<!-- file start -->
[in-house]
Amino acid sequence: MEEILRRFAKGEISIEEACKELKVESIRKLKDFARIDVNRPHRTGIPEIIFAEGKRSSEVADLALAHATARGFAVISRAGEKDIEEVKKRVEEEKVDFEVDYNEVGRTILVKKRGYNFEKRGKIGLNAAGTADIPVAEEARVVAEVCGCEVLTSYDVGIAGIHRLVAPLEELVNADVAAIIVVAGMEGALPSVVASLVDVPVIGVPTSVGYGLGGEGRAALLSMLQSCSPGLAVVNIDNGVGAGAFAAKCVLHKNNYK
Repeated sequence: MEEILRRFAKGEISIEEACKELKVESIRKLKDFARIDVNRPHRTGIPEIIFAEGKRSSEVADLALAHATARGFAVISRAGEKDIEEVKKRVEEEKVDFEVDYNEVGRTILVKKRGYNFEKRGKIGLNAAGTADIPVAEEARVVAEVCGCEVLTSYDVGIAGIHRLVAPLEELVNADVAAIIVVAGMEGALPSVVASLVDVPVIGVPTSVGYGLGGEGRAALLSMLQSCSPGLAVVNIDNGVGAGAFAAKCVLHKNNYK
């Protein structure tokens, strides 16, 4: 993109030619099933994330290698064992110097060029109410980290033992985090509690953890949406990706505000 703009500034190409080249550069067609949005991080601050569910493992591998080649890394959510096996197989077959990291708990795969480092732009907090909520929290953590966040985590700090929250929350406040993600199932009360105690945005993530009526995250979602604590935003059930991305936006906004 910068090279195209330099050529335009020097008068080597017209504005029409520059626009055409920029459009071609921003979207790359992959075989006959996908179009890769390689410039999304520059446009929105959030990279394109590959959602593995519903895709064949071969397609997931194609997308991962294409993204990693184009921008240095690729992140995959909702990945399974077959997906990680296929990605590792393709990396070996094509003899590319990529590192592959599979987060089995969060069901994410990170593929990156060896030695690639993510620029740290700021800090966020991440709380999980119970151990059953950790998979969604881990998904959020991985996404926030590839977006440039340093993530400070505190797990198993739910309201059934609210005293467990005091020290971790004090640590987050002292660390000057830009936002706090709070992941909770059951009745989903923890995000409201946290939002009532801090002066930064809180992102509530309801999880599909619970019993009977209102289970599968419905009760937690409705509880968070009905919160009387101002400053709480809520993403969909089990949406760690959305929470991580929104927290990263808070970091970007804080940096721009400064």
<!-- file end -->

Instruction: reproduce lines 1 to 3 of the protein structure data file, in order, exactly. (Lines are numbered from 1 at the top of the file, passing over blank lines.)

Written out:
[in-house]
Amino acid sequence: MEEILRRFAKGEISIEEACKELKVESIRKLKDFARIDVNRPHRTGIPEIIFAEGKRSSEVADLALAHATARGFAVISRAGEKDIEEVKKRVEEEKVDFEVDYNEVGRTILVKKRGYNFEKRGKIGLNAAGTADIPVAEEARVVAEVCGCEVLTSYDVGIAGIHRLVAPLEELVNADVAAIIVVAGMEGALPSVVASLVDVPVIGVPTSVGYGLGGEGRAALLSMLQSCSPGLAVVNIDNGVGAGAFAAKCVLHKNNYK
Repeated sequence: MEEILRRFAKGEISIEEACKELKVESIRKLKDFARIDVNRPHRTGIPEIIFAEGKRSSEVADLALAHATARGFAVISRAGEKDIEEVKKRVEEEKVDFEVDYNEVGRTILVKKRGYNFEKRGKIGLNAAGTADIPVAEEARVVAEVCGCEVLTSYDVGIAGIHRLVAPLEELVNADVAAIIVVAGMEGALPSVVASLVDVPVIGVPTSVGYGLGGEGRAALLSMLQSCSPGLAVVNIDNGVGAGAFAAKCVLHKNNYK